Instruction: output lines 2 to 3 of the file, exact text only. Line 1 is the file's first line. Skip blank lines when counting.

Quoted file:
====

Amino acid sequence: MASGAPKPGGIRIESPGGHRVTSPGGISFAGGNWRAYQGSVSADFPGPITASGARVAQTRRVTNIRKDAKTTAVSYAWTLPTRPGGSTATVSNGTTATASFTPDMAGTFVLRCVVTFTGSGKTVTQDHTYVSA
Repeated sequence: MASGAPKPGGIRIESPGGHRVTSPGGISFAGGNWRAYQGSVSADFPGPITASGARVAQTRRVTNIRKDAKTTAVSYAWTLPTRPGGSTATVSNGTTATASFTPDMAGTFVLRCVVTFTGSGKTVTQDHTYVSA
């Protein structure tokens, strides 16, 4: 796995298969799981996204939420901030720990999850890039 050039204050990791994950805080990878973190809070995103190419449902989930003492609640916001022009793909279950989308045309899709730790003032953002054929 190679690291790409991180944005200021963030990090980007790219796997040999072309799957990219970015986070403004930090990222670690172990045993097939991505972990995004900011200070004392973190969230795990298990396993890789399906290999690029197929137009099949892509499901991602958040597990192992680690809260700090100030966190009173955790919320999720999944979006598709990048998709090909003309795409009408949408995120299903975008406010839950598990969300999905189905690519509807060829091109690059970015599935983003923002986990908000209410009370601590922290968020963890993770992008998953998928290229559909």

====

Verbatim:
Repeated sequence: MASGAPKPGGIRIESPGGHRVTSPGGISFAGGNWRAYQGSVSADFPGPITASGARVAQTRRVTNIRKDAKTTAVSYAWTLPTRPGGSTATVSNGTTATASFTPDMAGTFVLRCVVTFTGSGKTVTQDHTYVSA
């Protein structure tokens, strides 16, 4: 796995298969799981996204939420901030720990999850890039 050039204050990791994950805080990878973190809070995103190419449902989930003492609640916001022009793909279950989308045309899709730790003032953002054929 190679690291790409991180944005200021963030990090980007790219796997040999072309799957990219970015986070403004930090990222670690172990045993097939991505972990995004900011200070004392973190969230795990298990396993890789399906290999690029197929137009099949892509499901991602958040597990192992680690809260700090100030966190009173955790919320999720999944979006598709990048998709090909003309795409009408949408995120299903975008406010839950598990969300999905189905690519509807060829091109690059970015599935983003923002986990908000209410009370601590922290968020963890993770992008998953998928290229559909």